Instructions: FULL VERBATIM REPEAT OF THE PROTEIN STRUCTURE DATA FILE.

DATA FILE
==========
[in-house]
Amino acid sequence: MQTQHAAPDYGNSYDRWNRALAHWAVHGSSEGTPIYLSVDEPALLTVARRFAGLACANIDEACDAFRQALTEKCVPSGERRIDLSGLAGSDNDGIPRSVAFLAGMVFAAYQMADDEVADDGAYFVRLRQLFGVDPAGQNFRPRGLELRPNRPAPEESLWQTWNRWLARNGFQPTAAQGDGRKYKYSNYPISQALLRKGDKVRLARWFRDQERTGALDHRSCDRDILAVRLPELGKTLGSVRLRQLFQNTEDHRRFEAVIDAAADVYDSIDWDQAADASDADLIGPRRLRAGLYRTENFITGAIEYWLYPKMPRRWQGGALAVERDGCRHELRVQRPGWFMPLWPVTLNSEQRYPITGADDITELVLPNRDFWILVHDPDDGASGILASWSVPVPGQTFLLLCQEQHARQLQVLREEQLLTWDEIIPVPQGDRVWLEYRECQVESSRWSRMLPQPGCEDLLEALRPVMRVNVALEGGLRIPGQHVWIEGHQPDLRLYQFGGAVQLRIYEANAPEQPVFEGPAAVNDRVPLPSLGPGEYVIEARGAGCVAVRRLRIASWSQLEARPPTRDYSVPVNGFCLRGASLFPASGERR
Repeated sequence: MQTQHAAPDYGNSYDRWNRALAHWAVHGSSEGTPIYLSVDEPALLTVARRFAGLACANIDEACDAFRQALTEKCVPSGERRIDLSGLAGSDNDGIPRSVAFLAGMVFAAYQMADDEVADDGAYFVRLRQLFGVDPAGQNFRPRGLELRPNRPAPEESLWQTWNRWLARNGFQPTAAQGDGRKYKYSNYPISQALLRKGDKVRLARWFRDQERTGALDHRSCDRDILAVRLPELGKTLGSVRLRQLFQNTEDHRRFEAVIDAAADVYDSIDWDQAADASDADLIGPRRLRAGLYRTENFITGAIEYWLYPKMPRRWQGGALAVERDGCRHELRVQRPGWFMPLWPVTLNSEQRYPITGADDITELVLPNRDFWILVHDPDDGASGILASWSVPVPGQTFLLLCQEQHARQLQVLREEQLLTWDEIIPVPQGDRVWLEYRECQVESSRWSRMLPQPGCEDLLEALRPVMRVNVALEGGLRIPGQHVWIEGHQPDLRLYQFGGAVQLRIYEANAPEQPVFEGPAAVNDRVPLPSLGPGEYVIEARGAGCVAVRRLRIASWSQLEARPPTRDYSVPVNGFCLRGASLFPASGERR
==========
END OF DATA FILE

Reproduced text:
[in-house]
Amino acid sequence: MQTQHAAPDYGNSYDRWNRALAHWAVHGSSEGTPIYLSVDEPALLTVARRFAGLACANIDEACDAFRQALTEKCVPSGERRIDLSGLAGSDNDGIPRSVAFLAGMVFAAYQMADDEVADDGAYFVRLRQLFGVDPAGQNFRPRGLELRPNRPAPEESLWQTWNRWLARNGFQPTAAQGDGRKYKYSNYPISQALLRKGDKVRLARWFRDQERTGALDHRSCDRDILAVRLPELGKTLGSVRLRQLFQNTEDHRRFEAVIDAAADVYDSIDWDQAADASDADLIGPRRLRAGLYRTENFITGAIEYWLYPKMPRRWQGGALAVERDGCRHELRVQRPGWFMPLWPVTLNSEQRYPITGADDITELVLPNRDFWILVHDPDDGASGILASWSVPVPGQTFLLLCQEQHARQLQVLREEQLLTWDEIIPVPQGDRVWLEYRECQVESSRWSRMLPQPGCEDLLEALRPVMRVNVALEGGLRIPGQHVWIEGHQPDLRLYQFGGAVQLRIYEANAPEQPVFEGPAAVNDRVPLPSLGPGEYVIEARGAGCVAVRRLRIASWSQLEARPPTRDYSVPVNGFCLRGASLFPASGERR
Repeated sequence: MQTQHAAPDYGNSYDRWNRALAHWAVHGSSEGTPIYLSVDEPALLTVARRFAGLACANIDEACDAFRQALTEKCVPSGERRIDLSGLAGSDNDGIPRSVAFLAGMVFAAYQMADDEVADDGAYFVRLRQLFGVDPAGQNFRPRGLELRPNRPAPEESLWQTWNRWLARNGFQPTAAQGDGRKYKYSNYPISQALLRKGDKVRLARWFRDQERTGALDHRSCDRDILAVRLPELGKTLGSVRLRQLFQNTEDHRRFEAVIDAAADVYDSIDWDQAADASDADLIGPRRLRAGLYRTENFITGAIEYWLYPKMPRRWQGGALAVERDGCRHELRVQRPGWFMPLWPVTLNSEQRYPITGADDITELVLPNRDFWILVHDPDDGASGILASWSVPVPGQTFLLLCQEQHARQLQVLREEQLLTWDEIIPVPQGDRVWLEYRECQVESSRWSRMLPQPGCEDLLEALRPVMRVNVALEGGLRIPGQHVWIEGHQPDLRLYQFGGAVQLRIYEANAPEQPVFEGPAAVNDRVPLPSLGPGEYVIEARGAGCVAVRRLRIASWSQLEARPPTRDYSVPVNGFCLRGASLFPASGERR